The Nightingale Girls
This is a story about love and life for three very different girls as they become nurses on the wards of a pre-war London hospital. Set in the 1930s, the book follows them through their struggles and personal lives. Dora comes from a poor background but will make an excellent nurse; despite her hardship, poverty and abusive stepfather, it is all she has ever wanted to do. Helen has her own problems with an overbearing mother who she is desperate to break away from and who also happens to be the formidable trustee of the hospital, which makes it hard for the others to trust her. Millie is a beloved daughter of an aristocrat. Her carefree demeanour gets her into all sorts of trouble, and throughout the book I wondered why she wanted to be a nurse as she obviously prefers a more glamorous lifestyle!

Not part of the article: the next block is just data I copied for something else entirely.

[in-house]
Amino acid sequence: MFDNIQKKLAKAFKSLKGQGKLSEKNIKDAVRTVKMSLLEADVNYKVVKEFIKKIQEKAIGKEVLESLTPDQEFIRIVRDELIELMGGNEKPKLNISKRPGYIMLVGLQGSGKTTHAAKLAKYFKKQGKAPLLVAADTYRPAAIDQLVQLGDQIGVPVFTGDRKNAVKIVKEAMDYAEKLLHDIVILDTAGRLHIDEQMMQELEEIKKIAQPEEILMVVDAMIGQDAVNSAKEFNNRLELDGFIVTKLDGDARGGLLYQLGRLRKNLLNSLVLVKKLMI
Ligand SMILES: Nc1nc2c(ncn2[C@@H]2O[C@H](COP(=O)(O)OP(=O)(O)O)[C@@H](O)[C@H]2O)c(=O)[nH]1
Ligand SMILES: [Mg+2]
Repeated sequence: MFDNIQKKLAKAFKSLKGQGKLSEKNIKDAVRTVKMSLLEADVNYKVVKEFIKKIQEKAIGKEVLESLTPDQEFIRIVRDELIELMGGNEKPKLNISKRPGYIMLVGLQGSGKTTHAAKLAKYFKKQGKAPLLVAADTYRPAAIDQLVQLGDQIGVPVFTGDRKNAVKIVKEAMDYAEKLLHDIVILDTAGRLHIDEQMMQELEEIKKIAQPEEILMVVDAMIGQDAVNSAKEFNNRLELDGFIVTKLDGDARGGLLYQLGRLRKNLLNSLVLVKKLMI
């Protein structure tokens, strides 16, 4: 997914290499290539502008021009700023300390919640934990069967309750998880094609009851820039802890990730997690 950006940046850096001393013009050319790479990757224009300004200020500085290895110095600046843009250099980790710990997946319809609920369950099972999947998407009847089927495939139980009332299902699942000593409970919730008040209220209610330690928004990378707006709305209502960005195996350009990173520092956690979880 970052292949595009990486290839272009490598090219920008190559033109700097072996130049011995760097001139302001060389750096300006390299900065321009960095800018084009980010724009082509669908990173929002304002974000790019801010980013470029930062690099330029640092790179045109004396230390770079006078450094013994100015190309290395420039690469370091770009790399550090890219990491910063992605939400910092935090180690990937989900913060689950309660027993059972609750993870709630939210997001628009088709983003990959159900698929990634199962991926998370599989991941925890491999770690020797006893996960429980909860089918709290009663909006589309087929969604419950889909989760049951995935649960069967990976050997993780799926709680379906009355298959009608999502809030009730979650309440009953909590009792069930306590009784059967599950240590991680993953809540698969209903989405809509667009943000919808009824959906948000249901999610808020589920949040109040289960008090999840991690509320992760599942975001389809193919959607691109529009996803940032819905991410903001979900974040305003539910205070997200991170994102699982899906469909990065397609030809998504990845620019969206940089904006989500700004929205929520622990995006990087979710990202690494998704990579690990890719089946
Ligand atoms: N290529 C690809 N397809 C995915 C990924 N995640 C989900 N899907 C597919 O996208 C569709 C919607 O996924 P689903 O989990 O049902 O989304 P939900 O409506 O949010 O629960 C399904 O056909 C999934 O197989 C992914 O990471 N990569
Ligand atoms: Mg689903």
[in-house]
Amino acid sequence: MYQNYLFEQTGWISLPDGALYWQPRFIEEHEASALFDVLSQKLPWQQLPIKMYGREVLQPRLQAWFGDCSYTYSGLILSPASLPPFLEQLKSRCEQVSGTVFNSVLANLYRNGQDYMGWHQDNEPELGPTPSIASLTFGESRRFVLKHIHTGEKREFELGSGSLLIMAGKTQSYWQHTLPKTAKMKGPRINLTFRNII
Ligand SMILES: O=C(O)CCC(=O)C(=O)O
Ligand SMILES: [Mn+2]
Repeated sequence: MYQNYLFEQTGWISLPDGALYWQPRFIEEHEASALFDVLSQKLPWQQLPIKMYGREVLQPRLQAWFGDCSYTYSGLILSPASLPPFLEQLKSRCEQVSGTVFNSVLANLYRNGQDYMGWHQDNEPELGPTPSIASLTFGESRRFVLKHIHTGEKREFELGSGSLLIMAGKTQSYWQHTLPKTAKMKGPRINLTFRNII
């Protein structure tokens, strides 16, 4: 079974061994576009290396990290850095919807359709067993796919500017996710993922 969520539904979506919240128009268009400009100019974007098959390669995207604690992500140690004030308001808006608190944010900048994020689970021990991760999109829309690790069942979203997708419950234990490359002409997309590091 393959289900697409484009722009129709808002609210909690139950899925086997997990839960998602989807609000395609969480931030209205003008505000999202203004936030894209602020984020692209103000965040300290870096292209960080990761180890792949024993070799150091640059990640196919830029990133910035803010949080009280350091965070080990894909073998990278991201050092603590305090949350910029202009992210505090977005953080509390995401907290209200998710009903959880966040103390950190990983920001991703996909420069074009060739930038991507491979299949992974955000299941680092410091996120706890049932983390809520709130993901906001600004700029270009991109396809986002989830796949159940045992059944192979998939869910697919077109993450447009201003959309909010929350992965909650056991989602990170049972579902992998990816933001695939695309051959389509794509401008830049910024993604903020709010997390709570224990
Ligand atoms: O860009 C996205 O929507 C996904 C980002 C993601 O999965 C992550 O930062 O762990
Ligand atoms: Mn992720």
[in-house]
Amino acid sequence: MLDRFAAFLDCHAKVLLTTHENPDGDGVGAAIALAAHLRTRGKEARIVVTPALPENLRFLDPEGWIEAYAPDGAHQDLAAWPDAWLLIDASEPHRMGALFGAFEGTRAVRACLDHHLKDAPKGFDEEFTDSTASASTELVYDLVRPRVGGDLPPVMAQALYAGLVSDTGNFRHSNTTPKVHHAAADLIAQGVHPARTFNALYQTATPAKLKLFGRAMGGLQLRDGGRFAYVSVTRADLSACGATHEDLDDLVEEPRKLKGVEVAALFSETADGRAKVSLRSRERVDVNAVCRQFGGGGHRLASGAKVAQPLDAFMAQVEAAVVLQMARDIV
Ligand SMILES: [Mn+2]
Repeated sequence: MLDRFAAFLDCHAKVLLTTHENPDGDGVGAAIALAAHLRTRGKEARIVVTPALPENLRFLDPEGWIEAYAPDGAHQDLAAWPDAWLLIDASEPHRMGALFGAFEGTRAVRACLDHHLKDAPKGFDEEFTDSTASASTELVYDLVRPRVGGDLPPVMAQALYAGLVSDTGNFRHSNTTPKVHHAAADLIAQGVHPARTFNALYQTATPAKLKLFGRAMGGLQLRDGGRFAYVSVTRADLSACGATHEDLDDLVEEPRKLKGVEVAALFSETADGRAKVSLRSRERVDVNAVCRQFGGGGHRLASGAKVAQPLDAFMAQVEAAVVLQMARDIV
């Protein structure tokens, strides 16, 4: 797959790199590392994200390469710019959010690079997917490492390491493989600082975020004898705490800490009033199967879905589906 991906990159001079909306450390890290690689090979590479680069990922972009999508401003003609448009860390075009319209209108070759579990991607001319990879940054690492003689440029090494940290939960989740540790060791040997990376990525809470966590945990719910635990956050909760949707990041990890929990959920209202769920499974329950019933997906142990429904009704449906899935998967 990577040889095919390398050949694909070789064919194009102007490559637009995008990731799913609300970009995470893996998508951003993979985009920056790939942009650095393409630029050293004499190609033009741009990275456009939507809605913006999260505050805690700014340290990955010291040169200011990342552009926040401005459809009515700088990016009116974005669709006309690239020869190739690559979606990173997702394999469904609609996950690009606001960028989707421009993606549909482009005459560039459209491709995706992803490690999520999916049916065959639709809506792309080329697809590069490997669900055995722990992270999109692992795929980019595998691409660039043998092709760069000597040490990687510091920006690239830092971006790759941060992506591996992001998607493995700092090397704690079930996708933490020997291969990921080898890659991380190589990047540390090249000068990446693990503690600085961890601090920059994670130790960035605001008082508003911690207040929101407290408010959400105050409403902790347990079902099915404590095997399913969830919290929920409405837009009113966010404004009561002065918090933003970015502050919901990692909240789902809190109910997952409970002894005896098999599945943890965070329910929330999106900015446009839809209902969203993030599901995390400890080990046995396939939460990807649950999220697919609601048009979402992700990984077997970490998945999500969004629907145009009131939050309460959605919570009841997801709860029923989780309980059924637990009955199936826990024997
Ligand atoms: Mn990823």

The book is easy to read and well written, and the characters are believable. I especially liked Dora and was rooting for her all the way through. It really captures a sense of the times, and the historical details and descriptions add to the story and are well executed. It is a good snapshot of nursing at the time. The rules and regulations are so extreme: no talking to men, not speaking until you are spoken to, and so on, but you still pick up on the fun that the students have despite these limitations.
This book will appeal to anyone with an interest in times gone by and, like the ever-popular Call the Midwife television series, it is an enlightening and thought-provoking read as well as entertaining. I would love to read more about the girls, so can’t wait for a follow up.